ANALYSIS: The naked truth of Turkish politics
Supporters of the ruling Justice and Development Party (AKP) cheer as they follow the election's results in front of the party's headquarters in Ankara. AFP photoHere is the naked truth: Half of the corruption claims in any other democratic country would be enough to collapse the government; in Turkey it cost only a 5 point drop in support for Prime Minister Tayyip Erdoğan in the March 30 local elections.
It is also true that Turkey hasn't experienced an election with so many fraud claims in decades. Power outages in critical districts of critical cities like Istanbul and Ankara on election night; the replacement of poll box observers of the ruling Justice and Development Party (AK Parti) during the vote count, allegedly by street bullies to intimidate observers from other parties, especially in Ankara; attempts to prevent poll observers from being in the room during voting, especially in the east and southeast of the country...
Those claims could have changed the result in some cities, but let’s face the truth: The difference between the AK Parti and others is not in the single digits. Istanbul and Ankara could have changed the picture, but they did not. The majority of Turkish voters have closed their eyes and ears to the corruption claims, because Erdoğan told them to do so. He still has such an influence on them.
There is another dimension of the story. To be frank, Kemal Kılıçdaroğlu of the main opposition Republican People’s Party (CHP) did his best in the campaign. The candidates he picked for Istanbul and Ankara were not ideologically shaped figures. Mustafa Sarıgül in Istanbul is a populist politician who could find a place in any party. Mansur Yavaş in Ankara came from a nationalist background, but is known as a moderate figure.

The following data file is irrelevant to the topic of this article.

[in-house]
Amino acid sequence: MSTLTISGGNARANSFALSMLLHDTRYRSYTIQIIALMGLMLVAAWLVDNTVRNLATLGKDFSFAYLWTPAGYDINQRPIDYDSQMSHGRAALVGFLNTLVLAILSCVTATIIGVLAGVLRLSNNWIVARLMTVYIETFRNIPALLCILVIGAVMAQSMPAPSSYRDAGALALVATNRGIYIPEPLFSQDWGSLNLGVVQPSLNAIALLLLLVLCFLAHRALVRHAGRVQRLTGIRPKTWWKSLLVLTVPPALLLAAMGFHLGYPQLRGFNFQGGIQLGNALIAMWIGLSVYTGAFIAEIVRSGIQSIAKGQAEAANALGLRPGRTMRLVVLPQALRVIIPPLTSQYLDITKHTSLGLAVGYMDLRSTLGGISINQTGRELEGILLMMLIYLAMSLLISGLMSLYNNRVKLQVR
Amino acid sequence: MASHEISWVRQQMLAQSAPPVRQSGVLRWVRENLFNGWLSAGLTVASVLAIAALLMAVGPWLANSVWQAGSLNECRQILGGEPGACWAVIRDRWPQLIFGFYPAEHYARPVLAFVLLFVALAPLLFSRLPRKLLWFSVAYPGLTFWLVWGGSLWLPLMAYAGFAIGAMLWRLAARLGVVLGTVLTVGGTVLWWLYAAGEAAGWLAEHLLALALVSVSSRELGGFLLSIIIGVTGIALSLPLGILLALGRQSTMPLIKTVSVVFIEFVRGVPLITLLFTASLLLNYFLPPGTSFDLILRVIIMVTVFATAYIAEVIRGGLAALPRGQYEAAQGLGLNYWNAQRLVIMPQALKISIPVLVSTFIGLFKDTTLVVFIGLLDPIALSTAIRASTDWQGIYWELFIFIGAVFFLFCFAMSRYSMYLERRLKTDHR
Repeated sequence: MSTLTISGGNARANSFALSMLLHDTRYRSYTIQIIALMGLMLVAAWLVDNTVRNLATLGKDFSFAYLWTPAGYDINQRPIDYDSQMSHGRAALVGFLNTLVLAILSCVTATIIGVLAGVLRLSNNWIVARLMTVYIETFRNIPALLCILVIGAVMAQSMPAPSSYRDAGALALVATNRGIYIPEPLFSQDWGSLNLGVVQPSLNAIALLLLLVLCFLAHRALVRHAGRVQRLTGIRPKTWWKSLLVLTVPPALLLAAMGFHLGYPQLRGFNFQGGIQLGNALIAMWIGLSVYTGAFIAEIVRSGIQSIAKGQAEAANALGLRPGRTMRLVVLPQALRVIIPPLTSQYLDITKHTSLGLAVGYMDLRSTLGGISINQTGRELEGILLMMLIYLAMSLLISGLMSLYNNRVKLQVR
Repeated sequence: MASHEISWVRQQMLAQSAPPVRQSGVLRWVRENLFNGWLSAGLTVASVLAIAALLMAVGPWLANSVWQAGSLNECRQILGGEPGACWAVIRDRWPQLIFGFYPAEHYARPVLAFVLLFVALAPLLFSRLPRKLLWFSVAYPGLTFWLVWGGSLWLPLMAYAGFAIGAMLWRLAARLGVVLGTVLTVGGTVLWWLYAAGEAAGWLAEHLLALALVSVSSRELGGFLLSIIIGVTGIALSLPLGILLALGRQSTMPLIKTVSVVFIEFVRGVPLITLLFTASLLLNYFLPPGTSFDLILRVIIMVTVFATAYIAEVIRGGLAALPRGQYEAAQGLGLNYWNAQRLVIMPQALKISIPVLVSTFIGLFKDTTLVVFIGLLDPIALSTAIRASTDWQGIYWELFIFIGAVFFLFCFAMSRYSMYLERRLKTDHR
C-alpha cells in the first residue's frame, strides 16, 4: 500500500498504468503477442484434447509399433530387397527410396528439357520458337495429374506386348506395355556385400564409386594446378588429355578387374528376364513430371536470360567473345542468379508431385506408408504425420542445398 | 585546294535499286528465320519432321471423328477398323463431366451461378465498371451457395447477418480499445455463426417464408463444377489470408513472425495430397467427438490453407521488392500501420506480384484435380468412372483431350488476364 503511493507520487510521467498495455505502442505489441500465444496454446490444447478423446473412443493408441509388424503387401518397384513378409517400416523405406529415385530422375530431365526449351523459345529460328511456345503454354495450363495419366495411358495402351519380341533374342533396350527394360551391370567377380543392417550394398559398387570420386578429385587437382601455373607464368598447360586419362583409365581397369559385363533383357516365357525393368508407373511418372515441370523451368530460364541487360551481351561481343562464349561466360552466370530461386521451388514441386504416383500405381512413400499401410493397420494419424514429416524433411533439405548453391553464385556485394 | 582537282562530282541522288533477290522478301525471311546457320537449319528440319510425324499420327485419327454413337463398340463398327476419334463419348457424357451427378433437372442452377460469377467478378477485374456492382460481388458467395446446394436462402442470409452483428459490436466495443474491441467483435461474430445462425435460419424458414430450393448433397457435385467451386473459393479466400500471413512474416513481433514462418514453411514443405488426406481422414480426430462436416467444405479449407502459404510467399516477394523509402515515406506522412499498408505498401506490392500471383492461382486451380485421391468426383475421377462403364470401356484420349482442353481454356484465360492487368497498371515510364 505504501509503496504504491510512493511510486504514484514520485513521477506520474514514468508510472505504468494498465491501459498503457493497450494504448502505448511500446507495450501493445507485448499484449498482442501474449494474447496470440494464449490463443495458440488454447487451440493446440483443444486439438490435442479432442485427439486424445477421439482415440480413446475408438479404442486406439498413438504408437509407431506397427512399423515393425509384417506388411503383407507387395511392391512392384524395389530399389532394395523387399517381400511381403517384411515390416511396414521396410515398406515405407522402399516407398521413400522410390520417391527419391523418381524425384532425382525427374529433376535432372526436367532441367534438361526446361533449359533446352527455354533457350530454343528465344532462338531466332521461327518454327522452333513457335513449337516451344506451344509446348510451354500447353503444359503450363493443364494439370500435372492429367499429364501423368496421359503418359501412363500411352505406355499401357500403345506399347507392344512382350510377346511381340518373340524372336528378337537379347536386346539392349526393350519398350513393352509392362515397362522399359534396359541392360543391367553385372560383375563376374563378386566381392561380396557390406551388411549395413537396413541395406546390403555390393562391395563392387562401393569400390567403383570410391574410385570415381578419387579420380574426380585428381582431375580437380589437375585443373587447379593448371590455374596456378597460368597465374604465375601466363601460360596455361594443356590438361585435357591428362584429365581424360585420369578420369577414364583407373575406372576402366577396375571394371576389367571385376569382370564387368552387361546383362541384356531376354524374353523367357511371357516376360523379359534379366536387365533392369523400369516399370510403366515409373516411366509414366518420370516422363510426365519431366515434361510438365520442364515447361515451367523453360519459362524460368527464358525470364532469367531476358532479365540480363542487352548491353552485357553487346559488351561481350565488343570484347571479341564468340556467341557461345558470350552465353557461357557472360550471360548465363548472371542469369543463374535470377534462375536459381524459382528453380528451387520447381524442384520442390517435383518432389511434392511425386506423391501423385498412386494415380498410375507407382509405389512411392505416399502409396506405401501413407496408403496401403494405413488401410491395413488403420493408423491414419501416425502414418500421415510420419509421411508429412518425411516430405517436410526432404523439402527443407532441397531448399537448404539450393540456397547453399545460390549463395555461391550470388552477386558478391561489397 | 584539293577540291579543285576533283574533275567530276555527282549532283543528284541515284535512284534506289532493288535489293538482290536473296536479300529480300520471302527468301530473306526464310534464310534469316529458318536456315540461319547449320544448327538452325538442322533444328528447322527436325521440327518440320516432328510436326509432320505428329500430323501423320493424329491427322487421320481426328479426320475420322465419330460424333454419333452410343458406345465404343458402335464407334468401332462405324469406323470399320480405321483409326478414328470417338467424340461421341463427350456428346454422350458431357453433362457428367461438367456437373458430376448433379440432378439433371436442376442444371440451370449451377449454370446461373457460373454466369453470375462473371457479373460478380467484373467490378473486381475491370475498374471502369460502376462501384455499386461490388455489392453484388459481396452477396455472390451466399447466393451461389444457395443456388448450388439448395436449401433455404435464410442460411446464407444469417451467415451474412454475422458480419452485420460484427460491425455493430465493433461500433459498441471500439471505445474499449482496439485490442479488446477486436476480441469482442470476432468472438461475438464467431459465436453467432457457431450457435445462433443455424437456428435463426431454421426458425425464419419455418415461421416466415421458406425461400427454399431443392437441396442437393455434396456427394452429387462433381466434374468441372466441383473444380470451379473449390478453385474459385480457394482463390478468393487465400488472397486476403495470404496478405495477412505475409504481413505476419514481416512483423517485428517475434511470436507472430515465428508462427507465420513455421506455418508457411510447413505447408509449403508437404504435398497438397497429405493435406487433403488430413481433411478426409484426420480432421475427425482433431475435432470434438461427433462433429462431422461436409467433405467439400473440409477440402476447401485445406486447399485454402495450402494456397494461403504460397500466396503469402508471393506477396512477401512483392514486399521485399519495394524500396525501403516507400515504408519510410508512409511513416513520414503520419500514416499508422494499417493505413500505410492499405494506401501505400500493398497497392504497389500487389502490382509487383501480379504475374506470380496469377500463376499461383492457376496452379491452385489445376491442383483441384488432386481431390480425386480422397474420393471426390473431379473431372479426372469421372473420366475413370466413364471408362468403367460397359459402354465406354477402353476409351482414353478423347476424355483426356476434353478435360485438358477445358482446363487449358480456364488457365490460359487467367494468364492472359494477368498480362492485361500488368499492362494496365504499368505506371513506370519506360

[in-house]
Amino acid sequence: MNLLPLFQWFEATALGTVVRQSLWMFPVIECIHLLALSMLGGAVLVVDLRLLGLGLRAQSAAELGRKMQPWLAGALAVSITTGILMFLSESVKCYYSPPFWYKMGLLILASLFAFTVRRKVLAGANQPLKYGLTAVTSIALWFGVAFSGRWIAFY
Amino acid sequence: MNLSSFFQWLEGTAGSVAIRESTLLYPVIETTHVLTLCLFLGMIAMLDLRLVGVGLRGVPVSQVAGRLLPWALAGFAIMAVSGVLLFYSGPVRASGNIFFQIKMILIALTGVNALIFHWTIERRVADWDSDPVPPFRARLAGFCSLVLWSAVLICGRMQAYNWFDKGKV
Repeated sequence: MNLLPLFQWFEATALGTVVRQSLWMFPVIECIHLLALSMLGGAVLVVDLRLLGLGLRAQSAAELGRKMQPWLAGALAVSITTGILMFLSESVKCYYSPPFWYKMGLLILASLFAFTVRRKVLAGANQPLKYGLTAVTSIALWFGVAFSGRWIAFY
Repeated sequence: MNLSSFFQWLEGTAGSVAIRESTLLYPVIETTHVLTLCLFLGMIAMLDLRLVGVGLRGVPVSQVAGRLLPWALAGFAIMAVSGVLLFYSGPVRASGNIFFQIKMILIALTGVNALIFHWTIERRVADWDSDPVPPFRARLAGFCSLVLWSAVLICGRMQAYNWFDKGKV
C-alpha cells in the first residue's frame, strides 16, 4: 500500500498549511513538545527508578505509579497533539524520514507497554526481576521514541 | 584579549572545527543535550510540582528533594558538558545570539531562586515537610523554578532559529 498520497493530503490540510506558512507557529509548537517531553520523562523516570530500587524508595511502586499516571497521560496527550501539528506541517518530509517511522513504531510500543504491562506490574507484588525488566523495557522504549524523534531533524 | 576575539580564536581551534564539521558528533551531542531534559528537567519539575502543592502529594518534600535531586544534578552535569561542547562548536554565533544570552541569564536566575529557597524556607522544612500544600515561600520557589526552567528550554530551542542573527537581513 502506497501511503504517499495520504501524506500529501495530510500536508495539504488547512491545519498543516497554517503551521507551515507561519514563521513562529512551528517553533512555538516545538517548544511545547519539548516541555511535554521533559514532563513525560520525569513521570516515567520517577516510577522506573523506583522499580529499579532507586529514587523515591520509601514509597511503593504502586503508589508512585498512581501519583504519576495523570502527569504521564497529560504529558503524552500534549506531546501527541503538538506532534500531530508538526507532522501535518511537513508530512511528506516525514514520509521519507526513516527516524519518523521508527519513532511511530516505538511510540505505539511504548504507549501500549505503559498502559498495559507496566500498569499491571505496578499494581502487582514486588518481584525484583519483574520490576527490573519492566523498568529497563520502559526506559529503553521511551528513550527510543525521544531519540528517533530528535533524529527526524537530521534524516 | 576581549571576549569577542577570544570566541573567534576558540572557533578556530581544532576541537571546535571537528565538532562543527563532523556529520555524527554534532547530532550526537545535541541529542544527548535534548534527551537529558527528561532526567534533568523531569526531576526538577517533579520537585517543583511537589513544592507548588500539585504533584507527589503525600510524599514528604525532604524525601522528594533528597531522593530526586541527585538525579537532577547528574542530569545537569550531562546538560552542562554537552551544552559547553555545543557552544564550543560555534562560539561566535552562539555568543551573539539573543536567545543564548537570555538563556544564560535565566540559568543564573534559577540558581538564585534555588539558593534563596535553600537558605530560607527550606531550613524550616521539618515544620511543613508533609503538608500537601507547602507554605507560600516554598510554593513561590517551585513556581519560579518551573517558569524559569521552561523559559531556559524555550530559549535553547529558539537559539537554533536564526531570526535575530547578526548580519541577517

But the CHP’s competition with the AK Parti is an unbalanced one, because the CHP does not exist in practical terms in almost a third of the country, especially considering the Kurdish populated east and southeast. In big cities with large Kurdish populations like Diyarbakır, the CHP received under 1 percent of the vote. In Şanlıurfa it was 0.9 percent. In Van it was 0.8 percent. But the Ak Parti managed to defeat the Kurdish problem-focused Peace and Democracy Party (BDP) in Şanlıurfa, for example, and lost in the other two only after an exhausting race. The non-existent situation in the Kurdish regions could be understandable for the Turkish-nationalist oriented Nationalist Movement Party (MHP), for example, but not for the CHP with its social democratic and populist program.
Erdoğan’s political recipe based simply on antagonism won again. This time, the subject of antagonism were the supporters of Fethullah Gülen, the prime minister's former ally moderate Islamist scholar living in the U.S. who is accused of staging a coup against Erdoğan by bringing up corruptions claims. Erdoğan had vowed to root out the Gülenists during the election campaign and now there is no reason not to carry out that promise, as he will take the election results as a license to do so.
Now, Turkey will enter the presidential elections in August. Its campaign will start in June. Some 45 percent is enough to win an eighth poll since 2002 for Erdoğan, but it will not be enough for the presidency, for which 50 percent plus one vote will be needed. Kurdish voters could be attracted for that, as the BDP is locked on regional autonomy. But how will the AK Parti's voter base respond to that prospect? Erdoğan might come up with another issue to fit his antagonist recipe, but now is it time for him to enjoy victory.